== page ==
“Don’t. Just don’t.”
The Pensacola Police Department was crystal clear in its warning about leaving dogs in hot cars in a Facebook post June 28.
Officers had just rescued a tiny puppy, who was locked inside a hot vehicle on Tuesday afternoon. They shattered the car’s passenger window to rescue the pup.
“If you leave your dog in a hot car and that dog is suffering, we will do whatever we have to do to free him. Or her. Doesn’t matter, we like both kinds of dogs,” the department said on Facebook.
Weather reports show the temperature was as high as 92 degrees on Tuesday in Pensacola, Fla.
“On a 90-degree day, the interior temperature can reach as high as 160 degrees in less than 10 minutes,” according to the PETA animal welfare website. Even on a a 78-degree day, the temperature inside a parked car can soar to between 100 and 120 degrees in just minutes, PETA said.
The Pensacola police used humor to get its point across about rescuing dogs in hot cars: “We will drive your pooch to the caring folks at the Escambia County Animal Shelter and we will drop you off with the caring folks at the Escambia County Detention Facility.
“You will both receive attention, food, and shelter, albeit different kinds,” the department wrote.
People on social media called Pensacola’s police officers heroes:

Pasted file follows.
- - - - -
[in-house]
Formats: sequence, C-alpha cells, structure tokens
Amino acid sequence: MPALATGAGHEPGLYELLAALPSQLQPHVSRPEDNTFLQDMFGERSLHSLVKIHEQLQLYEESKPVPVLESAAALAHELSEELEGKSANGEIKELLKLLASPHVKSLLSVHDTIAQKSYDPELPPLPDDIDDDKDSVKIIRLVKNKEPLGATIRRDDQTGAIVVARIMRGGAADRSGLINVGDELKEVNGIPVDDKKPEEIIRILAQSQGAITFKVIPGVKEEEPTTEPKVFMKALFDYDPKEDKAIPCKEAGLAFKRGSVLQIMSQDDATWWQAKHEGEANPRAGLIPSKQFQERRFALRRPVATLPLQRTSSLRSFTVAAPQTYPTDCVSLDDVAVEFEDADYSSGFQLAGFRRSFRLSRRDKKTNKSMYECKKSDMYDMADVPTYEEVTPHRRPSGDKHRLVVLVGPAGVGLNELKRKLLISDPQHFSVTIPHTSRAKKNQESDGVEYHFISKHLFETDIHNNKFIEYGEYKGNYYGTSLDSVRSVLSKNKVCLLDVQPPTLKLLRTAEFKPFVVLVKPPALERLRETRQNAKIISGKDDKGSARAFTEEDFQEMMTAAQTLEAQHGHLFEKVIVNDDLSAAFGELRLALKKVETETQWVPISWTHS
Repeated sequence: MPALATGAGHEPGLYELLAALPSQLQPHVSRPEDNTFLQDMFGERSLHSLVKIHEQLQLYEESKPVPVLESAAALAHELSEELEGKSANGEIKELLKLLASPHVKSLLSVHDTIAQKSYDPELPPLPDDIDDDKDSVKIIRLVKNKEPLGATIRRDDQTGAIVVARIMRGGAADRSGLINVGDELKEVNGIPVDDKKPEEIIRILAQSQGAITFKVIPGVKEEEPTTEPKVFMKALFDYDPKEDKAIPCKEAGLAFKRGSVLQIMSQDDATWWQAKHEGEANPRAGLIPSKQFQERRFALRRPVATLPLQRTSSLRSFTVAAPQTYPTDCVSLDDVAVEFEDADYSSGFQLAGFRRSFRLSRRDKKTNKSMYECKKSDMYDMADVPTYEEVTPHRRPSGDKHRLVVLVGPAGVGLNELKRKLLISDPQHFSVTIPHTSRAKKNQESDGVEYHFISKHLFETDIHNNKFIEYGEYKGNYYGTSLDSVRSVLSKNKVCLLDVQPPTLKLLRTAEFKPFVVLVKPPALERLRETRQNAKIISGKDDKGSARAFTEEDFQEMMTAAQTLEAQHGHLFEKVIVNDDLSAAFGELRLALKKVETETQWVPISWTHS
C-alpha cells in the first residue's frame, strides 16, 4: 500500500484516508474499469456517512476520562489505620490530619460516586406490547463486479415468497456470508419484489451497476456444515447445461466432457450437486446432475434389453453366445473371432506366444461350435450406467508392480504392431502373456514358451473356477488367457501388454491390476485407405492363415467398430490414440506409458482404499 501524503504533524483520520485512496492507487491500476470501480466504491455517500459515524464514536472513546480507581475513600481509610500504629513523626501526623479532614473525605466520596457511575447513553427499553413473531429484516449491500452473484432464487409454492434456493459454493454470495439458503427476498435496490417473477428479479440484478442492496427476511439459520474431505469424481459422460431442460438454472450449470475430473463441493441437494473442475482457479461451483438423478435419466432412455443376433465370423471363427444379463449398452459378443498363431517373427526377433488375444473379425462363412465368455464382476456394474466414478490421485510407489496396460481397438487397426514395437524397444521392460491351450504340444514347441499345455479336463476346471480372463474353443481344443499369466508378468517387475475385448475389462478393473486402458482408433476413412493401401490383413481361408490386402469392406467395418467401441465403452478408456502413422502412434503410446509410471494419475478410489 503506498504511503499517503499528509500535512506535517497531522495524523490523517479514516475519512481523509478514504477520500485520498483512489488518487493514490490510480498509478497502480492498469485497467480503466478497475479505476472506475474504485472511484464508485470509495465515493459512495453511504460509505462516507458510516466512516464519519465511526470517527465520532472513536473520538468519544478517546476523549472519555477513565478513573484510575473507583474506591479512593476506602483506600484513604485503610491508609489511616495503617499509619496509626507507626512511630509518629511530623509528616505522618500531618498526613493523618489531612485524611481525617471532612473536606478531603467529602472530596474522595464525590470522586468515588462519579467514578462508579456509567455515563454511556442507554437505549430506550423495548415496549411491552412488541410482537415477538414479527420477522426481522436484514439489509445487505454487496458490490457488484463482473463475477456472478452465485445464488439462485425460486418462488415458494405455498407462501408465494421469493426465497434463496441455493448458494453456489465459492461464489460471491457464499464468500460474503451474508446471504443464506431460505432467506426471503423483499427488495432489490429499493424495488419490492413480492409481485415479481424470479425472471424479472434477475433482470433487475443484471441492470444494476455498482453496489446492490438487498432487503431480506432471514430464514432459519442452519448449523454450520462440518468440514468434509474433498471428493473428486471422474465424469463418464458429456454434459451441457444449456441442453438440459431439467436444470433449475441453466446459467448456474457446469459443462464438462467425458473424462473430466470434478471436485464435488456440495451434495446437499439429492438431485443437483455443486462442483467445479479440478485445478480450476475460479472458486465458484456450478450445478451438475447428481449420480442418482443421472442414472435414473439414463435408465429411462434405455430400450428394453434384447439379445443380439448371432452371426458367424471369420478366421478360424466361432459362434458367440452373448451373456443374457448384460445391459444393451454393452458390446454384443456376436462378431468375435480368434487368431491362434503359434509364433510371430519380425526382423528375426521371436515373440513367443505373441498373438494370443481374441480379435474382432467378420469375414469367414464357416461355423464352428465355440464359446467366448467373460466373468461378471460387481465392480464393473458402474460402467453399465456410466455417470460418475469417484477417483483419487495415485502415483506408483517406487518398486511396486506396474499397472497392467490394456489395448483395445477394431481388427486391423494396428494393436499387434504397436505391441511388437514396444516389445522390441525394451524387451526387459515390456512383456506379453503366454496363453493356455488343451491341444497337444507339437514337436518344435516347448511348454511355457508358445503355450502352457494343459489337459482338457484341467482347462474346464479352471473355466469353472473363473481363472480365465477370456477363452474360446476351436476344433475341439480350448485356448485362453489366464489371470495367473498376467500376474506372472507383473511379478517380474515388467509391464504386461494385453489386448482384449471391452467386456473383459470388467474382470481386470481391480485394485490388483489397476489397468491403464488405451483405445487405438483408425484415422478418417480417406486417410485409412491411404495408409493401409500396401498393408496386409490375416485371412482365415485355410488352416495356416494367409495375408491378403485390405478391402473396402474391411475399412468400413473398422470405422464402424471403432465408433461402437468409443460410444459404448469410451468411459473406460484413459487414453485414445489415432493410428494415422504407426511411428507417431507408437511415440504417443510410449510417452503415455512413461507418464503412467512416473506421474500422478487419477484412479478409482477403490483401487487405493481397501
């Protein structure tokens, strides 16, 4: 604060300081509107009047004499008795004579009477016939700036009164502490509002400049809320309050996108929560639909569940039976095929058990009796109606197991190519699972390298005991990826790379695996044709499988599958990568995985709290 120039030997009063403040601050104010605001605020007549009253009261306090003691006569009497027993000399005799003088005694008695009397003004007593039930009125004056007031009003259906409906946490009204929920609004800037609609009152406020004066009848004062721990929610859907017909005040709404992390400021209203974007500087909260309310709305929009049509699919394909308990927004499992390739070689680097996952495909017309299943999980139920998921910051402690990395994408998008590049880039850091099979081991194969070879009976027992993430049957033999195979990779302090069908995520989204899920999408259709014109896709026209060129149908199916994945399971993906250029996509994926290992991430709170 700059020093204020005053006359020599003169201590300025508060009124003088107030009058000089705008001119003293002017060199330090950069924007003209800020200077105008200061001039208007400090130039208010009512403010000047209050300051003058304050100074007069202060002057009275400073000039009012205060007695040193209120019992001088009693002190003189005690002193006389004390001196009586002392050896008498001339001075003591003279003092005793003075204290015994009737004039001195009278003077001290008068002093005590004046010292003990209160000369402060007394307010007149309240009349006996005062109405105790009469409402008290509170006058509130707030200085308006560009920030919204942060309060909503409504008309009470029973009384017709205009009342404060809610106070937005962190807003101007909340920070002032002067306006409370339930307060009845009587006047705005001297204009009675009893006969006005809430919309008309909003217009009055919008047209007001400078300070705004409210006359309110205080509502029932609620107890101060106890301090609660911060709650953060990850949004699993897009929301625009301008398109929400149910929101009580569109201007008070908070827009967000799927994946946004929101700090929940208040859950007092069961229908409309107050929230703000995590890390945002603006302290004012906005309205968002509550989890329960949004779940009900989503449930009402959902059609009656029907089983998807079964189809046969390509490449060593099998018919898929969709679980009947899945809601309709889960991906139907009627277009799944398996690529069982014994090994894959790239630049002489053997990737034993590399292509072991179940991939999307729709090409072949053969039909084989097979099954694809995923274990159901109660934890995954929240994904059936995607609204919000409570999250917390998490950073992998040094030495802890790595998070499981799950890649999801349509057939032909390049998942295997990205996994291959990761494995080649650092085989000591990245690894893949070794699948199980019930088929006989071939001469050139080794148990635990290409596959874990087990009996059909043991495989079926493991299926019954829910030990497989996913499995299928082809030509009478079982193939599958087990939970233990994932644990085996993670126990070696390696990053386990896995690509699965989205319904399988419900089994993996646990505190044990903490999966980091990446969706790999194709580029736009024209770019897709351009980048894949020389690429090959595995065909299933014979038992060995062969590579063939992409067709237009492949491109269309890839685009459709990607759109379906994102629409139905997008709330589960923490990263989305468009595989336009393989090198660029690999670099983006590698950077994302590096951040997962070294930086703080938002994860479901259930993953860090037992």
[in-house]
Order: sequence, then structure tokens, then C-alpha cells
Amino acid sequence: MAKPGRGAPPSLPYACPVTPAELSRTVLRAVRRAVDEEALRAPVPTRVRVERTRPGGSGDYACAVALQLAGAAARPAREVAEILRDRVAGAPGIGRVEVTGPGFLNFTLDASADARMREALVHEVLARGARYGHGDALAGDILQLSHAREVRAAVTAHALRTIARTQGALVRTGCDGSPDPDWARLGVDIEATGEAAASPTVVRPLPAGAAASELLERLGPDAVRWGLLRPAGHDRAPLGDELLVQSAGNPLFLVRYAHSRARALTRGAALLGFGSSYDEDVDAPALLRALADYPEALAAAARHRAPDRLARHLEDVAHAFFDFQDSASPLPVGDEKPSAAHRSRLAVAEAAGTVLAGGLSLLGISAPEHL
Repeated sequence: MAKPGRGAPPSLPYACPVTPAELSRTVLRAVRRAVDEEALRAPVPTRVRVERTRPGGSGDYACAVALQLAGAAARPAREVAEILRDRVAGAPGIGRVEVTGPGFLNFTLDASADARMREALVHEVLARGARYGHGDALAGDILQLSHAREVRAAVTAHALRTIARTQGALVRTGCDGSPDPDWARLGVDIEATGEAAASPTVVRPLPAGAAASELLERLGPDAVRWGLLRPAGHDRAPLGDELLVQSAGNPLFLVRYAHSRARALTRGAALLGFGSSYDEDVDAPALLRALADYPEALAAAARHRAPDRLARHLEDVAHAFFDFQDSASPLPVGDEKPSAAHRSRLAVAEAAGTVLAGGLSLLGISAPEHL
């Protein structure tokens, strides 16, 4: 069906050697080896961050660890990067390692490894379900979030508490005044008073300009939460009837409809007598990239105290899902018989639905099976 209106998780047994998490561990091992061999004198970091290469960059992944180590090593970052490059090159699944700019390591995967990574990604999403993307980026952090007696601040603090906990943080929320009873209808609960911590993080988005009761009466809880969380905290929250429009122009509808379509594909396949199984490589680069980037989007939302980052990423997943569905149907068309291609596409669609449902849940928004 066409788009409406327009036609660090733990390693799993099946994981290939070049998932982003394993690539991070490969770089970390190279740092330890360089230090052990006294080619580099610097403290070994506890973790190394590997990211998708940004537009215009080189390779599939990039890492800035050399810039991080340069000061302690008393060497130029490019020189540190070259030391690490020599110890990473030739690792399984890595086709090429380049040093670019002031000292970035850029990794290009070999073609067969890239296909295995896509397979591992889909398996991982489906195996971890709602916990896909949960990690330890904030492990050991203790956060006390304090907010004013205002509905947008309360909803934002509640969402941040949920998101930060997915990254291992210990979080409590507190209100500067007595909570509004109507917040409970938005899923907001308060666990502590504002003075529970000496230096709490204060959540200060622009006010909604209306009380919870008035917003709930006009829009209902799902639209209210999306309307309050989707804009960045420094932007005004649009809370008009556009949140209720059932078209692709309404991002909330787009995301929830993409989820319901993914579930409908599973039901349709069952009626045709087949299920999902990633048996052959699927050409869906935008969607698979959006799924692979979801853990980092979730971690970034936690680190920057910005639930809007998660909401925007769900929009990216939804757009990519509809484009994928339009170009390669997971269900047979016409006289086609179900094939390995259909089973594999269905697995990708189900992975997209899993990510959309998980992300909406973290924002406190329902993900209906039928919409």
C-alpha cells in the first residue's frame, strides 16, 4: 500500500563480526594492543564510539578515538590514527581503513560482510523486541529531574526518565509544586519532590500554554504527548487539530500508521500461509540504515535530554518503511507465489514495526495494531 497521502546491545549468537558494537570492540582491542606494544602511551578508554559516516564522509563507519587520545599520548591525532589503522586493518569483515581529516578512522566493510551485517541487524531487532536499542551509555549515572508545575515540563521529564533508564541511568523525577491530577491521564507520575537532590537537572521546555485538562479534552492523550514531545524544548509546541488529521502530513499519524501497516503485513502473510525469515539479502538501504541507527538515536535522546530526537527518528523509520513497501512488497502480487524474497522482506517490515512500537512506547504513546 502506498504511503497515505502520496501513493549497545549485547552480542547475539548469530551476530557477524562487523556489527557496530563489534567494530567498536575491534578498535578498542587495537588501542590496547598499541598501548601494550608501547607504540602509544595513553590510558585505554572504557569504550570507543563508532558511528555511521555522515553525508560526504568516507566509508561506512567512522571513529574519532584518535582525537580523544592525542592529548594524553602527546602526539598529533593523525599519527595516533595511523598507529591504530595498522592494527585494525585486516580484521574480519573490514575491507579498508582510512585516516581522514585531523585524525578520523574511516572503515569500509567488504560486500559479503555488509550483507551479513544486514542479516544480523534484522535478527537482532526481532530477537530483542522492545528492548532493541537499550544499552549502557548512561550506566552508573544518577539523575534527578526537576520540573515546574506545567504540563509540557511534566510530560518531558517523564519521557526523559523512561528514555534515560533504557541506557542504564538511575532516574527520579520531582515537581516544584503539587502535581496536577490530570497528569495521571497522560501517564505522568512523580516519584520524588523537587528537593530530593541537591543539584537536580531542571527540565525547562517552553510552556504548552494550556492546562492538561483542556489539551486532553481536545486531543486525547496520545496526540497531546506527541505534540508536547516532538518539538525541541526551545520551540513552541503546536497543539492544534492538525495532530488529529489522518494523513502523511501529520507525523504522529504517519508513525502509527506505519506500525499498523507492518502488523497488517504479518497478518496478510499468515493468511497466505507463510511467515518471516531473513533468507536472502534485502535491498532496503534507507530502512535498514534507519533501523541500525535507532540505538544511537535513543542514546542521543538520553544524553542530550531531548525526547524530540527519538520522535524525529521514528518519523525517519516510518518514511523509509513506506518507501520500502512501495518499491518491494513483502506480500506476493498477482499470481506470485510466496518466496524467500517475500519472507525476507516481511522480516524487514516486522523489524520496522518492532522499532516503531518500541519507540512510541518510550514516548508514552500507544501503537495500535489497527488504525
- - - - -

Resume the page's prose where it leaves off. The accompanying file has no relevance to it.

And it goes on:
“You are heroes! Thank you for saving this sweet little baby! I am sorry you had to give him/her back to the owners with the mother, understandable. I hope they learned from this,” wrote a Facebook user.
“Thank you, thank you, THANK YOU!” wrote another.
As of June 30, the post has received more than 15,000 Facebook reactions with up to 11,000 shares.
The police later wrote a message saying the puppy was fine, but offered no further details.
PETA said animals can sustain brain damage or even die from heatstroke in just 15 minutes in a hot car. “Beating the heat is extra tough for dogs because they can only cool themselves by panting and by sweating through their paw pads.”
If you see an animal in a hot, parked car, PETA recommends the following:
– Take down the car’s color, model, make, and license plate number.
– Have the owner paged in the nearest buildings, or call local humane authorities or police.
– Have someone keep an eye on the dog.
– Don’t leave the scene until the situation has been resolved.